Following a challenging school year for students, parents, and schools and anticipating significant learning loss across Washington state, 12th District State Sen. Brad Hawkins has introduced bipartisan legislation aimed at reforming “outdated” school year calendars that leave students with nearly three months each year with no school instruction.
Hawkins, the ranking Republican member on the Senate’s Early Learning and K-12 Committee, is sponsoring Senate Bill 5147 to explore alternative school calendars. His lead co-sponsor is 41st District Sen. Lisa Wellman, who chairs the committee and works closely with Hawkins on education policy.
As proposed, the bill would create opportunities for up to 50 school districts (30 from western Washington and 20 from eastern Washington) to voluntarily participate in year-round school. In Hawkins’ bill, school districts selected to participate in implementing alternative school calendars would receive an additional 30 days of funding beyond the 180 days that the state currently provides. The bill also includes financial incentives for districts seeking to spread their existing 180 days over a 12-month school calendar. If this program works well, the Legislature could consider expansion to all schools in future years.
Hawkins says reforming the school calendar is long overdue. “The school calendar that most districts use is rooted in an agrarian economy where families needed children to take long breaks in the summer to assist with farming. That no longer makes sense, and a change is long overdue,” says Hawkins.
“Now is the time – following this pandemic – to think big about reforming the system and to get serious about addressing the learning loss of our students. Long summer breaks, requiring significant reteaching in the fall, is the last thing our kids need in the years ahead. I hope a program that encourages lawmakers and districts to consider transformational reforms will be thoughtfully discussed and debated,” says Hawkins. “Our students deserve that.”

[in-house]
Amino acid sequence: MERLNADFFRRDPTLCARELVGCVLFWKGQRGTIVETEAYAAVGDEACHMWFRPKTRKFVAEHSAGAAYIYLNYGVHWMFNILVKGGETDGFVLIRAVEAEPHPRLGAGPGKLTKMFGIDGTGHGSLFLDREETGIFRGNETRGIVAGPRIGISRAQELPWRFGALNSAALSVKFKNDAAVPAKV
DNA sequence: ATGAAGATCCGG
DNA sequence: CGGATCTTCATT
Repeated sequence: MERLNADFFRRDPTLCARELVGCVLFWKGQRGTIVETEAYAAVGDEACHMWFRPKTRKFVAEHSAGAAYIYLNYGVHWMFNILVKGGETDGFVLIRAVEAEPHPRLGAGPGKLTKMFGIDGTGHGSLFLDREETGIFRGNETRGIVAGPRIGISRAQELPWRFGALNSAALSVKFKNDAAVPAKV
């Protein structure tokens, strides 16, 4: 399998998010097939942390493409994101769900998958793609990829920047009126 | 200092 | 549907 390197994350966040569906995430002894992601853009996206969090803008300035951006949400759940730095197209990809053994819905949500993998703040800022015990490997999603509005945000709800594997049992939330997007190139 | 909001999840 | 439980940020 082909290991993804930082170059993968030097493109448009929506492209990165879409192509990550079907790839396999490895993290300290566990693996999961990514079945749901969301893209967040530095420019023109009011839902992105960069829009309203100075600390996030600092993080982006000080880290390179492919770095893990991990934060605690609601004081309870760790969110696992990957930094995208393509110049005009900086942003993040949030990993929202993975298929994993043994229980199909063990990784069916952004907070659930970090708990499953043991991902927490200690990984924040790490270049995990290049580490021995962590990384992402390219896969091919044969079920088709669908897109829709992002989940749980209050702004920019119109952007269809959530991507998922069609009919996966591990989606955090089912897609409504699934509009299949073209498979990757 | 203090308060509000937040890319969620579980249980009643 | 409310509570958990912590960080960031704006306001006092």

“Through no fault of the educators, students, or parents, there has been learning loss this year and often during summer breaks for many students. This is the perfect time to explore options about how we can recover from learning loss. We need to keep all our options on the table to give our students all that they need,” says Wellman.
The bill will be referred to the Early Learning and K-12 Committee, where it is expected to receive a hearing early in the session. Hawkins and Wellman look forward to receiving testimony and public input. The 2021 legislative session began Jan. 11 and is scheduled to last 105 days.
(CAPTION: Ranking Republican member Brad Hawkins (12th District) and Chair Lisa Wellman (41st District) of the Senate’s Early Learning and K-12 Education Committee are teaming up to address student “learning loss” by exploring alternative school calendars in Senate Bill 5147.)